The landscape concept for M+ engages the broad geologic and botanical history of Hong Kong, as well as the unmatched location and prospect of the site itself. Regionally, the morphologies of granitic, sedimentary, volcanic rocks are formed by routine tropical weathering. This cycle generates a distinct range of erosive habits in the rocks, notably uniform jointing patterns in each rock class, a response producing tough fi ssures often occupied with a surprising range of plant life. The M+ concept also calls on the emphatically urban nature of the contemporary phytogeography of Hong Kong - the modern geology of the site. The interplay of these fundamental elements - water, rock, and fl ora - produces a range of interacting but independent spaces. Materials and plant palettes recur subtly modifi ed throughout the scheme, integrating the succession of spaces while also expressing the versatility of local elements. The large podium roof is composed of two related sides: a northern half and southern half. On the roof, slabs of concrete are divided by long joints. Built into the strict geometry of the concrete are curvilinear, biomorphic planting fi elds. Slender paths wind around and through these organically shaped planting zones, carving out a range of scaled gatheringspaces. Twelve related plant palettes, composed largely of subtropical monocots, have been selected for foliage, suitability, and form. The selected species are marked by their subtle gradations and modulations of color, as well as the formal architecture of their leaves and fl owers. These species are arranged into vegetative clans, led by a majority species, and supported by a set of supporting species. Dense mass-planting of a restrained planting palette in wide swaths will a generate subtle, graphic fi eld condition,legible from upper stories of the building, as well as on the roof itself. Additionally within each zone, plants are arranged by height and foliage color, building a cadence of vegetation that modulates in section as well as plan, while still preserving sight lines across and over the fl ora towards the Hong Kong skyline and beyond.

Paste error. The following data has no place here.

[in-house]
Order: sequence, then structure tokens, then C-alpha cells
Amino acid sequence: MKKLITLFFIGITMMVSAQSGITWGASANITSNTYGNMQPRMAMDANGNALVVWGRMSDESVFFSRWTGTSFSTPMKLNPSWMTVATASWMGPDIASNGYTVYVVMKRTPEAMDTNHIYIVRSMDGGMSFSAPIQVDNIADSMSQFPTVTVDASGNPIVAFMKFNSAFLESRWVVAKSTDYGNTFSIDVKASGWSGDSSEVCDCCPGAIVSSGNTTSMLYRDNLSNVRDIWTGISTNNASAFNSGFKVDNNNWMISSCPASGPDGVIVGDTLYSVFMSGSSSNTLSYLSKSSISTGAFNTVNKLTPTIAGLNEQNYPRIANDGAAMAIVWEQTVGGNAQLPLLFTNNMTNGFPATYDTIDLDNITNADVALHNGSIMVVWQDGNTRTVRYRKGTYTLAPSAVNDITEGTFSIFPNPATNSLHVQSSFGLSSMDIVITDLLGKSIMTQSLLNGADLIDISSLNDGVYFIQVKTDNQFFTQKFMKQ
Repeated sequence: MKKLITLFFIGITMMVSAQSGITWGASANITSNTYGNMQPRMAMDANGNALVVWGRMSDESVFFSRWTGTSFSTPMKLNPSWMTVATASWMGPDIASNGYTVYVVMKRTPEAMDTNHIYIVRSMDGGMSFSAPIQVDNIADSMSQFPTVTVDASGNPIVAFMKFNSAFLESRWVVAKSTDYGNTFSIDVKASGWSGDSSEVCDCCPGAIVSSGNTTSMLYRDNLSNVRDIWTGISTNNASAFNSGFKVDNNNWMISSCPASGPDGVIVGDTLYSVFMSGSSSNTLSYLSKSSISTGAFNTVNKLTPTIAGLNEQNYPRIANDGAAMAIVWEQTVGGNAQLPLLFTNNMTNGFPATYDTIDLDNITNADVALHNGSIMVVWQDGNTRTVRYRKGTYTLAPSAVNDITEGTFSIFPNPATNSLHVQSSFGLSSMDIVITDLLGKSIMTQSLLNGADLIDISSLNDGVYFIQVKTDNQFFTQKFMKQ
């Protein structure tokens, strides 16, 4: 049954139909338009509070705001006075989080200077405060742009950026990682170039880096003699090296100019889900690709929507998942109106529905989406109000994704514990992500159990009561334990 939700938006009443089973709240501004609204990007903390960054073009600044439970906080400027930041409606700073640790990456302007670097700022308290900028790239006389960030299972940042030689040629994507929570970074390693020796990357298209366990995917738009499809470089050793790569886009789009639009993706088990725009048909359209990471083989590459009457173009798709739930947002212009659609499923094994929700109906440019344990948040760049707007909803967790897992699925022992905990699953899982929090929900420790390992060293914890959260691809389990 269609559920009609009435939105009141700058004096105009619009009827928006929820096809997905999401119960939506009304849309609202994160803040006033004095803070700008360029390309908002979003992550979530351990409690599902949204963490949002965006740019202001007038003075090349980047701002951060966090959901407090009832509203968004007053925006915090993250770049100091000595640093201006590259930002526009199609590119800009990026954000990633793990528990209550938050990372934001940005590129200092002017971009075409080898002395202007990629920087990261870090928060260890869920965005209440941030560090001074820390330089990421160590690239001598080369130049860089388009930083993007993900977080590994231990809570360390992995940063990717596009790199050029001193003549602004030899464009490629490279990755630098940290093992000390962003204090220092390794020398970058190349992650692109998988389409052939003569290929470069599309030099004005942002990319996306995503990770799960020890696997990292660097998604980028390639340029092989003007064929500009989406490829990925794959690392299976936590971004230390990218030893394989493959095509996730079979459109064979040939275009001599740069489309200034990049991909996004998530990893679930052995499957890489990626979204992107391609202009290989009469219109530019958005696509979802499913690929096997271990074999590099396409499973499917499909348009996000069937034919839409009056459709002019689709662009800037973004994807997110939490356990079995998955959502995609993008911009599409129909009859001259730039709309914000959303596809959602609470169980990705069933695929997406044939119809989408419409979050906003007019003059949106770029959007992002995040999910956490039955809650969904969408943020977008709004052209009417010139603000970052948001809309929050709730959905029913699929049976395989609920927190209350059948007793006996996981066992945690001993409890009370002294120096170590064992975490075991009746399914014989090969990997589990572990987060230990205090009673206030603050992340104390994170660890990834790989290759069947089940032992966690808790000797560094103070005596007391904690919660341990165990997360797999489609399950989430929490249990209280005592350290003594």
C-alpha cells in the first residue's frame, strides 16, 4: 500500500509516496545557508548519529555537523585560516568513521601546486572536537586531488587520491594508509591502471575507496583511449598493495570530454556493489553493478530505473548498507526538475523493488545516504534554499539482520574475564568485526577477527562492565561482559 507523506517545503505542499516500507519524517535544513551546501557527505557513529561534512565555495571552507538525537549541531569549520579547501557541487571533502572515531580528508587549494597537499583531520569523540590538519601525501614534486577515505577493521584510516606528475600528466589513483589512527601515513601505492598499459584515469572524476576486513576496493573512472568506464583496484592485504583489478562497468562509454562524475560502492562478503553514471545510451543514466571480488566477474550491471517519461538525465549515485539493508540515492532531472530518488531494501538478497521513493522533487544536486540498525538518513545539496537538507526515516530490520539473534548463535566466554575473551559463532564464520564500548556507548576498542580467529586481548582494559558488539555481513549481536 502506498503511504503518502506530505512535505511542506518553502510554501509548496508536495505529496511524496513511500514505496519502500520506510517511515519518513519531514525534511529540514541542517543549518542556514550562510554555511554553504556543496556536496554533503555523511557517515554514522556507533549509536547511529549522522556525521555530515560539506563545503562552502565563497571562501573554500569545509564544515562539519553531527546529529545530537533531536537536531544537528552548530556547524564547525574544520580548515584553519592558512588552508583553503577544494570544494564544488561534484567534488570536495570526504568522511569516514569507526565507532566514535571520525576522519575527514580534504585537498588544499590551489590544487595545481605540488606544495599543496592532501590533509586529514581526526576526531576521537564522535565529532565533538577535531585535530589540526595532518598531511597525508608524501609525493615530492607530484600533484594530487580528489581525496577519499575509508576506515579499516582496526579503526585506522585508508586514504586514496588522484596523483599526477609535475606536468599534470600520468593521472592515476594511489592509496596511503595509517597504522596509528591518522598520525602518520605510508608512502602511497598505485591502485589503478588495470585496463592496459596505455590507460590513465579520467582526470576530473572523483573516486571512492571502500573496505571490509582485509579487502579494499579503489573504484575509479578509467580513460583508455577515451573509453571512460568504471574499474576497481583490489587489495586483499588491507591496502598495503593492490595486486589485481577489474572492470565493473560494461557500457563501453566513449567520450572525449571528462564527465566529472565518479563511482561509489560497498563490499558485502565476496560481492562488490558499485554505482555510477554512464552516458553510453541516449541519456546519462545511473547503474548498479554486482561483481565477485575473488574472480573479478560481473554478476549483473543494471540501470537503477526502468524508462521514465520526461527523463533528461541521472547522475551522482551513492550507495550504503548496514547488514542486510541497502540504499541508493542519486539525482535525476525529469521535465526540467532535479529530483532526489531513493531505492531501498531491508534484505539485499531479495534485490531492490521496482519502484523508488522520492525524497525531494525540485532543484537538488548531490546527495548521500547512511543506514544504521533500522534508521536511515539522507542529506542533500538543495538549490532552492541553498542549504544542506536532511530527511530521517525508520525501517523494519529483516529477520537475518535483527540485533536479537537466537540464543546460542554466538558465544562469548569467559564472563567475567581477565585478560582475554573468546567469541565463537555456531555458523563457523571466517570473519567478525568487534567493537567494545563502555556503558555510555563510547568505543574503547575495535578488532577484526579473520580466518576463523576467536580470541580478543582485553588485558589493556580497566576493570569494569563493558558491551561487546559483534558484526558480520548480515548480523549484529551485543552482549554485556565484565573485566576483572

West Kowloon Cultural District Authority
Herzog & de Meuron Architects